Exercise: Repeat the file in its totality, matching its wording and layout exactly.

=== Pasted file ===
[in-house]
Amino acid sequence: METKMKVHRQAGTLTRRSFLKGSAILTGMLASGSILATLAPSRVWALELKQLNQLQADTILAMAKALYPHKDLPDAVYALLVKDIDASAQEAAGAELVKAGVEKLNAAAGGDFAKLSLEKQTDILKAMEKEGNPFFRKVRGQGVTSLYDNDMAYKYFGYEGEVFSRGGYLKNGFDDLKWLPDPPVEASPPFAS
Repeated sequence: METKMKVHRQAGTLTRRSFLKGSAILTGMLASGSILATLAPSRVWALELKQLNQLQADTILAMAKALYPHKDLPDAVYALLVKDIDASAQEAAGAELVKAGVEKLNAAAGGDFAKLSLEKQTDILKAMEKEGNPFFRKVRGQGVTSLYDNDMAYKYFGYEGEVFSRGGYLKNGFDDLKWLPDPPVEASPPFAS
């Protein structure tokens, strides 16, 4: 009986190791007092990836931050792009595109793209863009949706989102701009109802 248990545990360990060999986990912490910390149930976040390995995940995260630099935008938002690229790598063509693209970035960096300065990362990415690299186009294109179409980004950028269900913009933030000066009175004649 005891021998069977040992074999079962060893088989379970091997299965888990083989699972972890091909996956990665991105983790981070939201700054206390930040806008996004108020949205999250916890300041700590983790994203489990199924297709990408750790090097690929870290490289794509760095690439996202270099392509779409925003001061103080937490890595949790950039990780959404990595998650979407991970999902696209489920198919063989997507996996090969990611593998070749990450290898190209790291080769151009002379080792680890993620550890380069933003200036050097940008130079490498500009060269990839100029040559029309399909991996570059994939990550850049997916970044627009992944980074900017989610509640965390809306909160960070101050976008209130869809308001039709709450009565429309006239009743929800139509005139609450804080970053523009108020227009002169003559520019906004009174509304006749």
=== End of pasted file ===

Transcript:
[in-house]
Amino acid sequence: METKMKVHRQAGTLTRRSFLKGSAILTGMLASGSILATLAPSRVWALELKQLNQLQADTILAMAKALYPHKDLPDAVYALLVKDIDASAQEAAGAELVKAGVEKLNAAAGGDFAKLSLEKQTDILKAMEKEGNPFFRKVRGQGVTSLYDNDMAYKYFGYEGEVFSRGGYLKNGFDDLKWLPDPPVEASPPFAS
Repeated sequence: METKMKVHRQAGTLTRRSFLKGSAILTGMLASGSILATLAPSRVWALELKQLNQLQADTILAMAKALYPHKDLPDAVYALLVKDIDASAQEAAGAELVKAGVEKLNAAAGGDFAKLSLEKQTDILKAMEKEGNPFFRKVRGQGVTSLYDNDMAYKYFGYEGEVFSRGGYLKNGFDDLKWLPDPPVEASPPFAS
């Protein structure tokens, strides 16, 4: 009986190791007092990836931050792009595109793209863009949706989102701009109802 248990545990360990060999986990912490910390149930976040390995995940995260630099935008938002690229790598063509693209970035960096300065990362990415690299186009294109179409980004950028269900913009933030000066009175004649 005891021998069977040992074999079962060893088989379970091997299965888990083989699972972890091909996956990665991105983790981070939201700054206390930040806008996004108020949205999250916890300041700590983790994203489990199924297709990408750790090097690929870290490289794509760095690439996202270099392509779409925003001061103080937490890595949790950039990780959404990595998650979407991970999902696209489920198919063989997507996996090969990611593998070749990450290898190209790291080769151009002379080792680890993620550890380069933003200036050097940008130079490498500009060269990839100029040559029309399909991996570059994939990550850049997916970044627009992944980074900017989610509640965390809306909160960070101050976008209130869809308001039709709450009565429309006239009743929800139509005139609450804080970053523009108020227009002169003559520019906004009174509304006749």